Going through all of that has made me more resilient and more compassionate and more empathetic towards others. I would never want to go back and sign up for all this pain and suffering again, but at the same time there are things that have been built in me because of that experience. I see people and their pain now, and I don’t want to run away from it. I don’t want to try and fix it. I am more comfortable sitting with people now in their pain.
It was during my second pregnancy when we were so uncertain whether our baby was going to have any abnormalities that I first started to look into supporting other mothers. It was Mother’s Day and my husband was away and I was not in a great place. I was pregnant and hormonal and tired and exhausted and I had a little one year old and I was feeling sorry for myself because who was going to make me breakfast in bed? And who was going to get me flowers?
And so while I was sitting on the couch having a little pity party for myself, this statistic pops up that 1 in 7 women in rural Papua New Guinea were dying in childbirth. There I was, in the middle of my pity party, and something just pierced my heart. Here I am feeling sorry for myself because no one’s going to bring me flowers or breakfast in bed and yet my sisters in PNG – our closest neighbour – are worried about whether they will actually survive childbirth. I was pregnant at the time too and I never had to think about that. I get upset about waiting two hours to see my obstetrician and look at what they have to face!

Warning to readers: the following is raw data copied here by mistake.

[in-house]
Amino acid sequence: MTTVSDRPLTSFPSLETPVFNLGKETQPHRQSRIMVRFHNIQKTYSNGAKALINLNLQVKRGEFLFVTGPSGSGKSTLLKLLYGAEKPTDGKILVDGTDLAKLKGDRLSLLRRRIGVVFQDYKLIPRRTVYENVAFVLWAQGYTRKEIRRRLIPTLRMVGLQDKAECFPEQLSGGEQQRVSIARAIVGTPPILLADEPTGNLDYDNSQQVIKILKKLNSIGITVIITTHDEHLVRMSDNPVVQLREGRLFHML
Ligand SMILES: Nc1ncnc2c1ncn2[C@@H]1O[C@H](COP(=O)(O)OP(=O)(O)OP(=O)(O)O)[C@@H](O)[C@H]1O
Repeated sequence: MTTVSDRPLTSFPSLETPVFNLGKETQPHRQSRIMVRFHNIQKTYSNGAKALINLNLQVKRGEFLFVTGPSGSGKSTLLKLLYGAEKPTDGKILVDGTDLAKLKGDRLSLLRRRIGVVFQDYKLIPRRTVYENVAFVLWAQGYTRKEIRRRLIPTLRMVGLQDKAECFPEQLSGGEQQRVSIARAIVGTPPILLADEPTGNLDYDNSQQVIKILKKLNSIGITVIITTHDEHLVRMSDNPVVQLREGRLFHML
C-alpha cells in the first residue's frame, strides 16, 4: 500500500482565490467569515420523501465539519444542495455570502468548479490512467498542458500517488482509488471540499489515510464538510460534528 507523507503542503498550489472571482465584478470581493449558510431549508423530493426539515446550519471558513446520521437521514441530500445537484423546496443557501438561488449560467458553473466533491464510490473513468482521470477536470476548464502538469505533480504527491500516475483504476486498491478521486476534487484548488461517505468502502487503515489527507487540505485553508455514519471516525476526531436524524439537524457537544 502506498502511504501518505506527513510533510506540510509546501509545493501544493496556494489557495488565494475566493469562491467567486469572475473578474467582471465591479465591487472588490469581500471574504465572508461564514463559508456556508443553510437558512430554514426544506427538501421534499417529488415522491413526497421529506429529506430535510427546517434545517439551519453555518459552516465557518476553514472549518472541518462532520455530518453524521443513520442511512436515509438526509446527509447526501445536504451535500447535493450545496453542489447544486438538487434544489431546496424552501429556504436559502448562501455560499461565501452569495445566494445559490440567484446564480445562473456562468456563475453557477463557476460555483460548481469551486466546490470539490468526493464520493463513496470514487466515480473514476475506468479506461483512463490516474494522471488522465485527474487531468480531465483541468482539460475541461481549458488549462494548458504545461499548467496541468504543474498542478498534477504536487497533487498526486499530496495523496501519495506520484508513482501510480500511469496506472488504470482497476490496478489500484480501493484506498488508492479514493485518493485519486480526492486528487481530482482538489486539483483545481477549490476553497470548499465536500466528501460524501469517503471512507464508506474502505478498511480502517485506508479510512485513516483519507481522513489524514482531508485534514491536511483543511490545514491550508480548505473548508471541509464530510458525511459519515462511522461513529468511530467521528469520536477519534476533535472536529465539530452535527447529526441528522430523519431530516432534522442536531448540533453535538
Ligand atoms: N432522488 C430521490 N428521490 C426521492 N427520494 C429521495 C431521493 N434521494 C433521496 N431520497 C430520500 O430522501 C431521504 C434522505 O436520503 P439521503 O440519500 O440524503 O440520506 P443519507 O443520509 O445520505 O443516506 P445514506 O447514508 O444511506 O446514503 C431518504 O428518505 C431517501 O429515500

It put all of my problems into sharp perspective.
And so, I wrote a blog about it. I decided to just write a story about it and see if anyone out there wanted to help me gather together some clean birth kits. The leading cause of death in these areas is usually preventable and is because of infection, in these rural areas women are literally giving birth on wood planks behind their houses or wherever they can find a safe place. These clean birth kits can make a huge difference to keep births safer – they include things like plastic gloves and soap and ties to tie up the umbilical cord and a clean blade to cut the cord. So, I had the intention of raising enough for 300 kits by the end of the year – and by the end of the week I had raised enough to make 2,000 birth kits.
So far, we’ve raised enough for almost 20,000 clean birth kits. We’ve also fitted a clinic with solar power, we have resourced midwives with maternal health resources and educational resources, we’ve funded a babywearing project and we have set up a free scholarship to support young women training to be midwives. We have a young woman who is in training in rural India and we want to pay for her training for the whole year.
The amazing thing is, I haven’t even done that much marketing or publicity, it’s just grown, and I think that’s because it’s something we can all do as women together. We want to feel more connected than just our own tiny lives. Women really do want to do more – and this allows them to do it in a way that feels good. To support another mother.”
If you would like to donate to Love A Mama’s Mother’s Day campaign, you can find all the details here.
And it is with great pride that Happy Mama would like to announce that in our own gesture of support and giving back, 5% of every membership to our New Moon Mama Circle from now on will be donated to PANDA – to help support mamas with perinatal anxiety and depression. Perinatal extends from when pregnancy begins to the first year after the baby is born. You can read about PANDA’s amazing work here, and if you would like to be a part of our New Moon Mama Circle – and not only join other women on this journey but support PANDA and the mama’s that need our help – you can join here.